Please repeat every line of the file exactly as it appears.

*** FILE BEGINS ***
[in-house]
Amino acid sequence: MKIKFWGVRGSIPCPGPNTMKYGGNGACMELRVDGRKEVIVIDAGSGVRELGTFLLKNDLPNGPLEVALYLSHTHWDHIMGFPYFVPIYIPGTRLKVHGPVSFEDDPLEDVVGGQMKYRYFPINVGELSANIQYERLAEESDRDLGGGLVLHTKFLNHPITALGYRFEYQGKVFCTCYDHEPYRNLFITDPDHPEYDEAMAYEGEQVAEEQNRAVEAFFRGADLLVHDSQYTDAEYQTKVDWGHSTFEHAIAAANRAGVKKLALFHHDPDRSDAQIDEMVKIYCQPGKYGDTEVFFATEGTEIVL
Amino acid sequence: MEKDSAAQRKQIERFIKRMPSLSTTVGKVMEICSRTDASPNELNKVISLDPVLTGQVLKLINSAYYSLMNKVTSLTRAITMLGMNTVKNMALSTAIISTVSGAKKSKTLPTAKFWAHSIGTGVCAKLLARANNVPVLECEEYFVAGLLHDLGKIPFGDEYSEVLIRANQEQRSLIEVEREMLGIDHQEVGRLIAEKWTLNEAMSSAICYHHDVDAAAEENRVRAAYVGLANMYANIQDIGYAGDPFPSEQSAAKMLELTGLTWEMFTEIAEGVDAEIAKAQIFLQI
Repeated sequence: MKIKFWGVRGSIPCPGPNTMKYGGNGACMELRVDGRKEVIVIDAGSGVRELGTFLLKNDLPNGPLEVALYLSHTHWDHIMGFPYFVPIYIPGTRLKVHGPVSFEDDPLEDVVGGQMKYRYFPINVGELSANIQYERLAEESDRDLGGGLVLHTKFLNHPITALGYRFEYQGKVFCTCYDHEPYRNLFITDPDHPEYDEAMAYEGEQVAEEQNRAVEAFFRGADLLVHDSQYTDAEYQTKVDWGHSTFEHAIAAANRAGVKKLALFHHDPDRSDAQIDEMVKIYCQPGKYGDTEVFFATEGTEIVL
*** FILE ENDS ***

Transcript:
[in-house]
Amino acid sequence: MKIKFWGVRGSIPCPGPNTMKYGGNGACMELRVDGRKEVIVIDAGSGVRELGTFLLKNDLPNGPLEVALYLSHTHWDHIMGFPYFVPIYIPGTRLKVHGPVSFEDDPLEDVVGGQMKYRYFPINVGELSANIQYERLAEESDRDLGGGLVLHTKFLNHPITALGYRFEYQGKVFCTCYDHEPYRNLFITDPDHPEYDEAMAYEGEQVAEEQNRAVEAFFRGADLLVHDSQYTDAEYQTKVDWGHSTFEHAIAAANRAGVKKLALFHHDPDRSDAQIDEMVKIYCQPGKYGDTEVFFATEGTEIVL
Amino acid sequence: MEKDSAAQRKQIERFIKRMPSLSTTVGKVMEICSRTDASPNELNKVISLDPVLTGQVLKLINSAYYSLMNKVTSLTRAITMLGMNTVKNMALSTAIISTVSGAKKSKTLPTAKFWAHSIGTGVCAKLLARANNVPVLECEEYFVAGLLHDLGKIPFGDEYSEVLIRANQEQRSLIEVEREMLGIDHQEVGRLIAEKWTLNEAMSSAICYHHDVDAAAEENRVRAAYVGLANMYANIQDIGYAGDPFPSEQSAAKMLELTGLTWEMFTEIAEGVDAEIAKAQIFLQI
Repeated sequence: MKIKFWGVRGSIPCPGPNTMKYGGNGACMELRVDGRKEVIVIDAGSGVRELGTFLLKNDLPNGPLEVALYLSHTHWDHIMGFPYFVPIYIPGTRLKVHGPVSFEDDPLEDVVGGQMKYRYFPINVGELSANIQYERLAEESDRDLGGGLVLHTKFLNHPITALGYRFEYQGKVFCTCYDHEPYRNLFITDPDHPEYDEAMAYEGEQVAEEQNRAVEAFFRGADLLVHDSQYTDAEYQTKVDWGHSTFEHAIAAANRAGVKKLALFHHDPDRSDAQIDEMVKIYCQPGKYGDTEVFFATEGTEIVL